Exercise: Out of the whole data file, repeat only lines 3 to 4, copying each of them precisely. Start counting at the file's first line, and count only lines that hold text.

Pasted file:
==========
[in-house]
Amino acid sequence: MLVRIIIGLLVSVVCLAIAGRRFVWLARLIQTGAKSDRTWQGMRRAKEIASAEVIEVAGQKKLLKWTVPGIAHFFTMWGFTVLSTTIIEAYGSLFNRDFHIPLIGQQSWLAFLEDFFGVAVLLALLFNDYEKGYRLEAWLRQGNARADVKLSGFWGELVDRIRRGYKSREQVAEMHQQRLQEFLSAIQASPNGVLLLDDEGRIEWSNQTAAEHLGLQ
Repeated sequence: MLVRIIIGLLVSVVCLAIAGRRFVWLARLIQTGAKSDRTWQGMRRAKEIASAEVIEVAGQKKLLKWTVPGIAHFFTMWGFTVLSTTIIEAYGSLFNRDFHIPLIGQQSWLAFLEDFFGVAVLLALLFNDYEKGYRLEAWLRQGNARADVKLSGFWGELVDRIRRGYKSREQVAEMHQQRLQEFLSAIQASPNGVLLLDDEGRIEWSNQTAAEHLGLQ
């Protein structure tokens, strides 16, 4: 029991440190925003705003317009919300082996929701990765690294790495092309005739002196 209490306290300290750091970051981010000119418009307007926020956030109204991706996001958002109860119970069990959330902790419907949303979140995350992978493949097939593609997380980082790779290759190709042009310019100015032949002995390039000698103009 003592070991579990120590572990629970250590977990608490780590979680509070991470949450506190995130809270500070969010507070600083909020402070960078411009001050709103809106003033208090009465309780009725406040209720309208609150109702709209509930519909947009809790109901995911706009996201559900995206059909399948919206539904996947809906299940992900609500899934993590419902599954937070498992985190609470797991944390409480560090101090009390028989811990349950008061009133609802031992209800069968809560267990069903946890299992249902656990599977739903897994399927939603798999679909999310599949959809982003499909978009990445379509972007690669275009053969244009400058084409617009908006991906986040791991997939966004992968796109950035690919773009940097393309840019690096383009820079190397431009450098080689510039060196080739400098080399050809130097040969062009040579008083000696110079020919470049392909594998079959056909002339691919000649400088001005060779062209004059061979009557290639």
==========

Repeated sequence: MLVRIIIGLLVSVVCLAIAGRRFVWLARLIQTGAKSDRTWQGMRRAKEIASAEVIEVAGQKKLLKWTVPGIAHFFTMWGFTVLSTTIIEAYGSLFNRDFHIPLIGQQSWLAFLEDFFGVAVLLALLFNDYEKGYRLEAWLRQGNARADVKLSGFWGELVDRIRRGYKSREQVAEMHQQRLQEFLSAIQASPNGVLLLDDEGRIEWSNQTAAEHLGLQ
């Protein structure tokens, strides 16, 4: 029991440190925003705003317009919300082996929701990765690294790495092309005739002196 209490306290300290750091970051981010000119418009307007926020956030109204991706996001958002109860119970069990959330902790419907949303979140995350992978493949097939593609997380980082790779290759190709042009310019100015032949002995390039000698103009 003592070991579990120590572990629970250590977990608490780590979680509070991470949450506190995130809270500070969010507070600083909020402070960078411009001050709103809106003033208090009465309780009725406040209720309208609150109702709209509930519909947009809790109901995911706009996201559900995206059909399948919206539904996947809906299940992900609500899934993590419902599954937070498992985190609470797991944390409480560090101090009390028989811990349950008061009133609802031992209800069968809560267990069903946890299992249902656990599977739903897994399927939603798999679909999310599949959809982003499909978009990445379509972007690669275009053969244009400058084409617009908006991906986040791991997939966004992968796109950035690919773009940097393309840019690096383009820079190397431009450098080689510039060196080739400098080399050809130097040969062009040579008083000696110079020919470049392909594998079959056909002339691919000649400088001005060779062209004059061979009557290639």